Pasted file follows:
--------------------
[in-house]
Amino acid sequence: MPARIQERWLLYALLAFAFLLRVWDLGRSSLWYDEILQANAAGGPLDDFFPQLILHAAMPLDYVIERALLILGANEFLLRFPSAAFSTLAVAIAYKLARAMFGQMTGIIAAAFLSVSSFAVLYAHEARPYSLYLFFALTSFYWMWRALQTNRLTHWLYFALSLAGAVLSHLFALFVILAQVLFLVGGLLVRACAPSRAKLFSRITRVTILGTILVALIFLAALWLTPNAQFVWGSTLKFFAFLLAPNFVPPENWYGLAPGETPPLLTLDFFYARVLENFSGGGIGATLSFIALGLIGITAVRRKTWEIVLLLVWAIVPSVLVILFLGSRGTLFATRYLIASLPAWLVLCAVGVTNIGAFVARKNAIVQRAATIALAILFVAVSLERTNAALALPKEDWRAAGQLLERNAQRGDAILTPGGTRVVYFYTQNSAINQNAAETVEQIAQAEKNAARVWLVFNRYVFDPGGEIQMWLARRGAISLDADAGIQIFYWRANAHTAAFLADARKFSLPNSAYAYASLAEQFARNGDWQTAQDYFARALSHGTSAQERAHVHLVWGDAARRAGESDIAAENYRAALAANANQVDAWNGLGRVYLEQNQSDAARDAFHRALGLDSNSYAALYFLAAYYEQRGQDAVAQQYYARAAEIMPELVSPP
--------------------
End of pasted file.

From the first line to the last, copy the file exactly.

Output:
[in-house]
Amino acid sequence: MPARIQERWLLYALLAFAFLLRVWDLGRSSLWYDEILQANAAGGPLDDFFPQLILHAAMPLDYVIERALLILGANEFLLRFPSAAFSTLAVAIAYKLARAMFGQMTGIIAAAFLSVSSFAVLYAHEARPYSLYLFFALTSFYWMWRALQTNRLTHWLYFALSLAGAVLSHLFALFVILAQVLFLVGGLLVRACAPSRAKLFSRITRVTILGTILVALIFLAALWLTPNAQFVWGSTLKFFAFLLAPNFVPPENWYGLAPGETPPLLTLDFFYARVLENFSGGGIGATLSFIALGLIGITAVRRKTWEIVLLLVWAIVPSVLVILFLGSRGTLFATRYLIASLPAWLVLCAVGVTNIGAFVARKNAIVQRAATIALAILFVAVSLERTNAALALPKEDWRAAGQLLERNAQRGDAILTPGGTRVVYFYTQNSAINQNAAETVEQIAQAEKNAARVWLVFNRYVFDPGGEIQMWLARRGAISLDADAGIQIFYWRANAHTAAFLADARKFSLPNSAYAYASLAEQFARNGDWQTAQDYFARALSHGTSAQERAHVHLVWGDAARRAGESDIAAENYRAALAANANQVDAWNGLGRVYLEQNQSDAARDAFHRALGLDSNSYAALYFLAAYYEQRGQDAVAQQYYARAAEIMPELVSPP